“The Matriarch of Black Dance”
- Joyce Aschenbrenner, professor emerita of anthropology at Southern Illinois University at Edwardsville
Katherine Dunham Juba Dance Festival
About Katherine Dunham
Katherine Dunham (1909 - 2006) was a legendary dancer, choreographer, author, anthropologist, and activist. Dunham was the foremost innovator in African-American modern dance as well as a leader in the field of dance anthropology, or ethnochoreology. Dunham is credited with introducing international audiences to African aesthetics and establishing African dance as a true art form. Always a formidable advocate for racial equality, Dunham boycotted segregated venues in the United States and used her performances to highlight discrimination.
Dunham is renowned the world over as an unmatched icon of Black dance. During her time as an anthropologist performing field research, Dunham studied the roots of African dance in the Caribbean. In Haiti and Jamaica, she was exposed to sacred ritual dances and returned to the United States with these new dance techniques in tow. They were integrated into her work and she transformed the world of dance. Her groundbreaking repertoire combined innovative interpretations of Caribbean dances, traditional ballet, African rituals and African-American rhythms to create the “Dunham Technique”, which she performed with her dance troupe in venues around the world. For almost 30 years she maintained her own dance company, Katherine Dunham Dance Company, which was the only self-supported American black dance troupe at that time and the premier facility for training dancers such as Eartha Kitt, Marlon Brando and Julie Belafonte. Her many original works include L’ag’ya, Shango and Bal Negre. She also choreographed and appeared in Broadway musicals, operas and the film Cabin in the Sky.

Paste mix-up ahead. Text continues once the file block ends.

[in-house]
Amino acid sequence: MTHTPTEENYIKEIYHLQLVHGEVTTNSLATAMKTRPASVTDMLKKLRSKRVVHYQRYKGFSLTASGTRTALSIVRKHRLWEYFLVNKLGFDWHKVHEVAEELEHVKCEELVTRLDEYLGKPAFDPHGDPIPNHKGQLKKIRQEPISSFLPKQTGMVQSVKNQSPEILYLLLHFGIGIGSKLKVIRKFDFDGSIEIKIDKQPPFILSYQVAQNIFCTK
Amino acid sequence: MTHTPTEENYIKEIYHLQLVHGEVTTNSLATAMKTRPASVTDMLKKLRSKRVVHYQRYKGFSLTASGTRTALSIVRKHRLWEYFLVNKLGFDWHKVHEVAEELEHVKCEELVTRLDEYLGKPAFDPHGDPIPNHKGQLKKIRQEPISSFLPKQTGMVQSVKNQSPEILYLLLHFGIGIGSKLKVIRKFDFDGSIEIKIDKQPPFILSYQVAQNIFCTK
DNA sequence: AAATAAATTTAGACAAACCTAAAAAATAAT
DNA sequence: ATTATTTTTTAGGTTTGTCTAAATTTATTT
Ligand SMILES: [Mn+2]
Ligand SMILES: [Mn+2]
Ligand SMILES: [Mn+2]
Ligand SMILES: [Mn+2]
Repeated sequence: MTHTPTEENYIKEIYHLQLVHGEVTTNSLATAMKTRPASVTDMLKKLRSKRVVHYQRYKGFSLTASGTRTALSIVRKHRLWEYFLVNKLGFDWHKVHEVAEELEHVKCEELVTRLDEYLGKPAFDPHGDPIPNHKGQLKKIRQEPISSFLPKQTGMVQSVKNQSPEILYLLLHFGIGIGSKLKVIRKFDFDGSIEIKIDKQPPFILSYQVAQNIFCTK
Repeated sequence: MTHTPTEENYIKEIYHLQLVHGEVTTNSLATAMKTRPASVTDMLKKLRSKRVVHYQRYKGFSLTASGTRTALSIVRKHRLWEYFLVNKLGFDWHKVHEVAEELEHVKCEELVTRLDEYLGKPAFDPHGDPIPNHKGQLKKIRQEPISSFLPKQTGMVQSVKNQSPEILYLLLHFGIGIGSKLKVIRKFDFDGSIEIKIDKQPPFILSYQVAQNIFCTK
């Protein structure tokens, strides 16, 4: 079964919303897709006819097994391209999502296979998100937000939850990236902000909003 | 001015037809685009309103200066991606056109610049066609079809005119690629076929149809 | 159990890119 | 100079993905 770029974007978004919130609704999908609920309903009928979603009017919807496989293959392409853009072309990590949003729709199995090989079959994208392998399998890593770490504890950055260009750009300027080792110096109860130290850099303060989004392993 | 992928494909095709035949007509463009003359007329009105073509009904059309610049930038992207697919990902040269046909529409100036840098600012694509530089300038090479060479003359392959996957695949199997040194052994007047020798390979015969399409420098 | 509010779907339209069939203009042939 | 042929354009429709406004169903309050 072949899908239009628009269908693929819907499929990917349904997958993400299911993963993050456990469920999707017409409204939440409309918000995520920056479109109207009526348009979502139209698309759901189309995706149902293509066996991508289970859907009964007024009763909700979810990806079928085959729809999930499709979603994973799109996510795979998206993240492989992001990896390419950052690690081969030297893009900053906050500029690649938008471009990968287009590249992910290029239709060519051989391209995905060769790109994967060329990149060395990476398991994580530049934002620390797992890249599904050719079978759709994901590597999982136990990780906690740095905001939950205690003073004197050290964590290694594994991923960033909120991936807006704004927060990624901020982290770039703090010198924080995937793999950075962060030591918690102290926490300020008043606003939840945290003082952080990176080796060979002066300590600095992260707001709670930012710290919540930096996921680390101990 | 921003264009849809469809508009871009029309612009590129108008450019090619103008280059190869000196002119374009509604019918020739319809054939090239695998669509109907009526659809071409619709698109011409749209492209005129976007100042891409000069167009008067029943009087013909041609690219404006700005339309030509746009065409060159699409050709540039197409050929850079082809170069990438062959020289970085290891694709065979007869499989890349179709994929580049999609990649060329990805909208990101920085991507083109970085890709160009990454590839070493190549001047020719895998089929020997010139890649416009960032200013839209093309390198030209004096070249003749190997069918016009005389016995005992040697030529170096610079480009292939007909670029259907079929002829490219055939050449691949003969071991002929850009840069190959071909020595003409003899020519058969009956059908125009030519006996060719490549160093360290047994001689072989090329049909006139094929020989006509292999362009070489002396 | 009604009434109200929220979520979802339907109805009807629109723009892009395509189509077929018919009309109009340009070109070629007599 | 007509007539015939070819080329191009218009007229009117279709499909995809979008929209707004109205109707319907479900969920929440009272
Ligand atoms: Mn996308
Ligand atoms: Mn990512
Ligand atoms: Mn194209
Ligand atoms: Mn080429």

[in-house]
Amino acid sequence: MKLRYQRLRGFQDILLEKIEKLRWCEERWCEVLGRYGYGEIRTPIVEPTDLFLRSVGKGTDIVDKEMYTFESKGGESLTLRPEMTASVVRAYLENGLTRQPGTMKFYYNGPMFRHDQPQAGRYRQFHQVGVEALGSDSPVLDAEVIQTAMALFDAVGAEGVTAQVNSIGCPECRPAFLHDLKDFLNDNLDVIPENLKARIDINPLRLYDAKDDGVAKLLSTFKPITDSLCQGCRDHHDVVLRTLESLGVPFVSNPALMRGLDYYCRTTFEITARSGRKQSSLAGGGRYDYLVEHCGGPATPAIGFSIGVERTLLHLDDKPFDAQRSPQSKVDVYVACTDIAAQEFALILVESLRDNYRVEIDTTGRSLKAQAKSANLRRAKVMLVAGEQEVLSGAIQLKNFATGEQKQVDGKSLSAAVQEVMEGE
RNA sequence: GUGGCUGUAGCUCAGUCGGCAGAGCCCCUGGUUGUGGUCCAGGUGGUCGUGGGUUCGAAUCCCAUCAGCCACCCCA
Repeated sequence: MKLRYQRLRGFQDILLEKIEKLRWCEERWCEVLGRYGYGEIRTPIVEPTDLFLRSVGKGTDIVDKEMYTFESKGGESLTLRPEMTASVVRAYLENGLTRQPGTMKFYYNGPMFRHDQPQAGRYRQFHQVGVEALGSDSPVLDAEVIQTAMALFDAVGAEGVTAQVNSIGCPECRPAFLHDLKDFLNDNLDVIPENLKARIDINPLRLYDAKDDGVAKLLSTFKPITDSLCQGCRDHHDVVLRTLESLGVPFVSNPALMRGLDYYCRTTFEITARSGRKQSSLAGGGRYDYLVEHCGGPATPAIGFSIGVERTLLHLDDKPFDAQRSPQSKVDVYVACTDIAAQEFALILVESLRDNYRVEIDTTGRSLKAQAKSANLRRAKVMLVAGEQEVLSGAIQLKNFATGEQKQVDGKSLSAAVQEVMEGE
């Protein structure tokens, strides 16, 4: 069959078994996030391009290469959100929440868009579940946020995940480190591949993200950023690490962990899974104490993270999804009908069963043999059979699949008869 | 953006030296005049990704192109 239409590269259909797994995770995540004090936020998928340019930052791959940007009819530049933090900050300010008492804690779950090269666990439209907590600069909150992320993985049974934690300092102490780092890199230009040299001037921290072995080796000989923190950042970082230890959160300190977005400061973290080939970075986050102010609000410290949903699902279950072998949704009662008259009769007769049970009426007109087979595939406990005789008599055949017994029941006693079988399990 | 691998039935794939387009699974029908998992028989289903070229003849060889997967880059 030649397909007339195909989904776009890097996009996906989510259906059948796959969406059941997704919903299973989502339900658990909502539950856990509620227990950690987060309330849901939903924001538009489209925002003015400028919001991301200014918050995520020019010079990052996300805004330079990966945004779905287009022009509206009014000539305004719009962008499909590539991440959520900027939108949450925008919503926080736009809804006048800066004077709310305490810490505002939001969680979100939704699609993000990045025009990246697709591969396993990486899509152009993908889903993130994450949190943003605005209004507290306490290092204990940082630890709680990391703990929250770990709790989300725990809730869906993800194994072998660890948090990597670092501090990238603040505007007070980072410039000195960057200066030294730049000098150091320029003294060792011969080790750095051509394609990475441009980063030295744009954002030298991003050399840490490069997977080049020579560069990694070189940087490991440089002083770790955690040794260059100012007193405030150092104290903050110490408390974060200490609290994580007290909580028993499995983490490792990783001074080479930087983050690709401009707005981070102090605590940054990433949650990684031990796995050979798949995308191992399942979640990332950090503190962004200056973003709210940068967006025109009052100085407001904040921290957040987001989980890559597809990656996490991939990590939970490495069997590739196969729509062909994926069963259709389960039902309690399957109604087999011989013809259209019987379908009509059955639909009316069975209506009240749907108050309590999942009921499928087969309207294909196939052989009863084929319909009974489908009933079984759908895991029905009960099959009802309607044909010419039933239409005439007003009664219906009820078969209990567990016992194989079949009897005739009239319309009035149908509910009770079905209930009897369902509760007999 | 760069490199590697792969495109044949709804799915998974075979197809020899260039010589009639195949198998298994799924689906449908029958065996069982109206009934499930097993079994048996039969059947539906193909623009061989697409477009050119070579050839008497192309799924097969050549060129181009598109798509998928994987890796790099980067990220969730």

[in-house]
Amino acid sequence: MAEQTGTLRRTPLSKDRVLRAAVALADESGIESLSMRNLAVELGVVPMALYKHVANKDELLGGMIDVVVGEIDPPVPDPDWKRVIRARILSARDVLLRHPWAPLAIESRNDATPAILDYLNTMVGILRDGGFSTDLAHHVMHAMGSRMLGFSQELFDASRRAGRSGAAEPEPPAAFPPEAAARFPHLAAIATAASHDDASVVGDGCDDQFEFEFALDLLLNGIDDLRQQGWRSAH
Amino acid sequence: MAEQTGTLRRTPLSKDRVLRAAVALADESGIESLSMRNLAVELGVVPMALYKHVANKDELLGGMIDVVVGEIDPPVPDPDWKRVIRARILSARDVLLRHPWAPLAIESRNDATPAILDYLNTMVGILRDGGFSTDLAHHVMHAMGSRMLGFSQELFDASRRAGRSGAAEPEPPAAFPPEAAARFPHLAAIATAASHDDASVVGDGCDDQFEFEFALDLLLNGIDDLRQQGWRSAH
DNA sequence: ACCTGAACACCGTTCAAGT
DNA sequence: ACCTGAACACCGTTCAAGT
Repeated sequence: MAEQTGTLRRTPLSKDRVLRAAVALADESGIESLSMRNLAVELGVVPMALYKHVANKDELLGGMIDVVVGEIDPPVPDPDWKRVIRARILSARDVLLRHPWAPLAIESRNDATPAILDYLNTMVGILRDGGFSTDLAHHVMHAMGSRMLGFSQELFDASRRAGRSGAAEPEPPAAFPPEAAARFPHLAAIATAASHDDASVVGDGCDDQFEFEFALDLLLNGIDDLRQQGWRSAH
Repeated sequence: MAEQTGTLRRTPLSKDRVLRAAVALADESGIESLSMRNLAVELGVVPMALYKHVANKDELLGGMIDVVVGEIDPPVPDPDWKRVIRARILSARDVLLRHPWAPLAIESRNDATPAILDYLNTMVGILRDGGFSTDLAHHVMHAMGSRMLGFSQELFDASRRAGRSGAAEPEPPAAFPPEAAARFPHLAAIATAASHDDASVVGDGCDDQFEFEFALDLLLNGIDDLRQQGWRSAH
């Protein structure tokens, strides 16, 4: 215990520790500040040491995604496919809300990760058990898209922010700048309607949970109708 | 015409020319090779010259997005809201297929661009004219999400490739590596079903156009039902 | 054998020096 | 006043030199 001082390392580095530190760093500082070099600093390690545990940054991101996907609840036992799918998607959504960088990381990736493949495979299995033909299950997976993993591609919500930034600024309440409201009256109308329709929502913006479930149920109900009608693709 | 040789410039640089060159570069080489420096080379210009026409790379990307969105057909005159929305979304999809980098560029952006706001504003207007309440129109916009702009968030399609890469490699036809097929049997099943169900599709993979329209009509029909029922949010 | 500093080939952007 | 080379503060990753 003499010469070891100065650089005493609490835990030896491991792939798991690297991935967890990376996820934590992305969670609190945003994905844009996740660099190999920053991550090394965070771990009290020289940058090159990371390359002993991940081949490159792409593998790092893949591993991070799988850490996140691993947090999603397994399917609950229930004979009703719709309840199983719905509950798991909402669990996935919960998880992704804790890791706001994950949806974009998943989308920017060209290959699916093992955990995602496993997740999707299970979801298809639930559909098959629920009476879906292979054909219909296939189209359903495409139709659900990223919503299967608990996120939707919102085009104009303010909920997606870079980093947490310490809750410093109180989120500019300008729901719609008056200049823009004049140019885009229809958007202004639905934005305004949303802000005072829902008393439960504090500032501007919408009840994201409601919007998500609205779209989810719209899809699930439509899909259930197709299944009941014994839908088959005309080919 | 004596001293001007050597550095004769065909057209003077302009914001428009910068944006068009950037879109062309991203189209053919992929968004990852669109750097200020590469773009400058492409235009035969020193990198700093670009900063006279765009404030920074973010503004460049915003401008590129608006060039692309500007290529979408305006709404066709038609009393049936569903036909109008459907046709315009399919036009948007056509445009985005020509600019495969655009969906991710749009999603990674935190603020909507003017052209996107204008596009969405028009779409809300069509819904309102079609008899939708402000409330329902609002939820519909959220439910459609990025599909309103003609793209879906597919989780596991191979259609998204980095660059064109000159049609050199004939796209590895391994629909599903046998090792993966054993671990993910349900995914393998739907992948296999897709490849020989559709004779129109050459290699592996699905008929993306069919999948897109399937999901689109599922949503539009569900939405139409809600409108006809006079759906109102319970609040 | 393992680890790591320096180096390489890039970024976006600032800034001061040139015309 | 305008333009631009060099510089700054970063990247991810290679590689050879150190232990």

Throughout her distinguished career, Dunham earned numerous honorary doctorates, awards and honors.